John Sillick Reprise

 

(This 774th Buffalo Sunday News column was first published on January 29, 2006.)

 

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The John Sillick Reading Room at Royalton-Hartland High School

The quotation reads: The sky may be exploding on the horizon,

But the rumble of the belly is closer to home.

Bliss is where you find it.-- John Sillick

 

Last week I attended the dedication of an attractive section of the Royalton-Hartland library to former Buffalo News "Alps Road Journal" columnist, John Sillick. In a brief but moving ceremony, John's students and school colleagues read from his columns. For the many readers who continue to ask about him and for those who haven't yet met him, I offer one from 1999 recited at that ceremony. Recall as you read that John was also a full-time teacher:

 

"I'm not sure about anyone else's, but my life doesn't start and stop like the calendar says it should. As artificial as this New Year business is, it still provided grist for my writer's mill as I scribbled a couple of pages in my journal to describe good things that had happened in the past year.

 

"1998 was a busy time on the farm. We fenced about 20 acres of new pasture in the hope that we wouldn't have to import hay again as we had to do last summer. We reduced the herd by culling eleven cows and selling all last spring's calves. Our goal now is to raise fewer calves and do it better by not pushing the pastures as hard.

 

"We had a new well dug that exceeded our expectations and solved our barn water problems. Every time I look down in the casing and see a thousand gallons of cold water I feel rich.

 

"We reseeded a pasture section to an alfalfa and grass mixture. We logged some mature trees from the woods and had 4,000 board feet of lumber sawed for building and furniture making. The slab wood is still piled, waiting to be cut for winter fuel.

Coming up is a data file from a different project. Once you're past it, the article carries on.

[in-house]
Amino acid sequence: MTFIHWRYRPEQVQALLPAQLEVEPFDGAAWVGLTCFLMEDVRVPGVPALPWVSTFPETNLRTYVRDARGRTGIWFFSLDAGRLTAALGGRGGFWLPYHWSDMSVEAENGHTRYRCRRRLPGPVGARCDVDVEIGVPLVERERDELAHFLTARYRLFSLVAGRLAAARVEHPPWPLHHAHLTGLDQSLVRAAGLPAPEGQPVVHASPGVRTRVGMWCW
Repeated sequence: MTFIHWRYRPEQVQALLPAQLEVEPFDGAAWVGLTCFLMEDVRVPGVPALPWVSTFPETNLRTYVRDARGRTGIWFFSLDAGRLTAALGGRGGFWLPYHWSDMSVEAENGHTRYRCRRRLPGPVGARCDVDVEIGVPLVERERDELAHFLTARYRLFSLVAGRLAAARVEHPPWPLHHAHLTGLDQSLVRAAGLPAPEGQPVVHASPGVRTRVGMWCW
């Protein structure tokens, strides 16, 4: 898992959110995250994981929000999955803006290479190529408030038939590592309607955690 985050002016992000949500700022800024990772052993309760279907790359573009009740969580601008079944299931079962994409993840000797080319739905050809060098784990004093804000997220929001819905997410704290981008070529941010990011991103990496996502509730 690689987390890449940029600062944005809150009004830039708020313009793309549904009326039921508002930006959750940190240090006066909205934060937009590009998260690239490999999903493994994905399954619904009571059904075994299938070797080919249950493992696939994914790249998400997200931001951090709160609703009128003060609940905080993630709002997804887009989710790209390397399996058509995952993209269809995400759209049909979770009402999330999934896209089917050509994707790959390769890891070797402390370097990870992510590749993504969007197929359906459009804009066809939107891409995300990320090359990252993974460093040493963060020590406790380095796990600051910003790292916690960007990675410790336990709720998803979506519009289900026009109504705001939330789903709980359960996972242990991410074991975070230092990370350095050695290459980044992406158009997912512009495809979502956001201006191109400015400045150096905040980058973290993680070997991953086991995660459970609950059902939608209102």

"In the fall, Kathleen brought out our book of collected columns and sold 95 percent of the first printing by Christmas. We enjoyed meeting friends at book signings and making many new acquaintances. On the essay shelf in the library in town, I found myself standing between Erma Bombeck and Andy Rooney, admirable company. "I'm living in a nice neighborhood," I told librarians Maggie and Eleanor.

 

"Over the year, we tinkered off and on remodeling a space for a family room. We put in new windows but got little else accomplished. Something else always came up.

 

"On the family front, things have gone well. The kids have had productive years at work and school."

 

"Kathleen and I enjoyed long visits with our sisters and their husbands. We have tried to give ourselves more time at home by reducing the hours we spend at our day jobs. I gave up advising the school yearbook, and Kathleen cut back her hours at the doctor's office to two days a week.

 

"The ledger of 1998 is full of the tally of everyday things, too: a thousand meals prepared, hundreds of loads of wash done, a tractor and a pickup truck overhauled, bushels of stuff from the garden harvested, 30,000 miles driven, manure hauled, firewood cut, windows washed, lawns mowed, chickens dressed for the freezer, maple syrup boiled, a halfdozen cases of bovine pink‑eye cured.

 

"In between the bouts of work there has been time to swim, drink coffee with friends, say the rosary, go fishing, sit by a campfire, spend a week at the cottage, watch the sun rise and set, scout bluebirds, pray for rain, and fly kites.

 

"Our plans for 1999 hope for more of the same, with some additional things thrown in for good measure. We want to put in a new strawberry patch, pay more attention to both the vegetable and flower gardens. We want to try to share work more often, rather than work separately. We'd like to spend more time with my brothers' families who live close by.

 

"I wrote these things as the teacup got cold and my eyes got heavy. I listened to the wind whistle around the corners of this old house. Then I went to bed to rest up after a long year and get ready for a new one."

 

Unfortunately, things did not go so well for John. In September 2003, this young teacher and farmer died in a tractor accident. Thankfully we now have a memorial which will remind us of a fine friend.-- Gerry Rising